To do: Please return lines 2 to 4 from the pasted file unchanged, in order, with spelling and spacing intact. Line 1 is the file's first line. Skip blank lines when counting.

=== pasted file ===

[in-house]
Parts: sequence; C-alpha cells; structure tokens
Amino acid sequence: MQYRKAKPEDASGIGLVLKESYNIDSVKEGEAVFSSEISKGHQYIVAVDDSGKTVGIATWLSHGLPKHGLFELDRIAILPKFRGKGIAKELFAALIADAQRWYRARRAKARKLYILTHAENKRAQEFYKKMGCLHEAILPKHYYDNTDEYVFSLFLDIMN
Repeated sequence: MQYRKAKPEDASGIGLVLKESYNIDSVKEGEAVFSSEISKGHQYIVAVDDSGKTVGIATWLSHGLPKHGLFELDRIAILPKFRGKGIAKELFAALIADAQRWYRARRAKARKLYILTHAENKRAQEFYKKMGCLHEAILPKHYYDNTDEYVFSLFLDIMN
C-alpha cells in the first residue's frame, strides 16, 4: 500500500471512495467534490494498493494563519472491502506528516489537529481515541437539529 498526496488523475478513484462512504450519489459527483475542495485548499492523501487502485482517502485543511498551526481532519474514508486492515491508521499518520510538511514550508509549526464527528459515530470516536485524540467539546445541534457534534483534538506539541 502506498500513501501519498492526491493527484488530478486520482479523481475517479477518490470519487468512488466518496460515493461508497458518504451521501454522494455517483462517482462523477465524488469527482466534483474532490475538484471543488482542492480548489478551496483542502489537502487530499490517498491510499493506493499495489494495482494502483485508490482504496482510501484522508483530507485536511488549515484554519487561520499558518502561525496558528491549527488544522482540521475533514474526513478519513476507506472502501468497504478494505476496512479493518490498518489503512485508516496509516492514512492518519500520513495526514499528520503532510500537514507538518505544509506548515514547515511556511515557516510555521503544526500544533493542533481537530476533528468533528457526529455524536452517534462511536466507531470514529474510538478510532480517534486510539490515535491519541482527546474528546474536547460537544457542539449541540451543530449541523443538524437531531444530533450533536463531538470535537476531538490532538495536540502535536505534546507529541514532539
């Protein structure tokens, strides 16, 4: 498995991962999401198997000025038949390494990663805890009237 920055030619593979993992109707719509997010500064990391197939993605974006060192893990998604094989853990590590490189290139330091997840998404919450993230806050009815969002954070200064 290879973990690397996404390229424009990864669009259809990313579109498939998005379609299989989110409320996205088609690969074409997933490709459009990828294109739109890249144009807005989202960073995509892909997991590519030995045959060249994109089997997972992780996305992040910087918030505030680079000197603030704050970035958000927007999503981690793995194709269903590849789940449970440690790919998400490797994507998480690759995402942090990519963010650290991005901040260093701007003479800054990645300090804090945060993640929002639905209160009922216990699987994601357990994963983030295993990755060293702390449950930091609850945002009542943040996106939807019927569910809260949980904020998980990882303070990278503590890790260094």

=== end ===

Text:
Parts: sequence; C-alpha cells; structure tokens
Amino acid sequence: MQYRKAKPEDASGIGLVLKESYNIDSVKEGEAVFSSEISKGHQYIVAVDDSGKTVGIATWLSHGLPKHGLFELDRIAILPKFRGKGIAKELFAALIADAQRWYRARRAKARKLYILTHAENKRAQEFYKKMGCLHEAILPKHYYDNTDEYVFSLFLDIMN
Repeated sequence: MQYRKAKPEDASGIGLVLKESYNIDSVKEGEAVFSSEISKGHQYIVAVDDSGKTVGIATWLSHGLPKHGLFELDRIAILPKFRGKGIAKELFAALIADAQRWYRARRAKARKLYILTHAENKRAQEFYKKMGCLHEAILPKHYYDNTDEYVFSLFLDIMN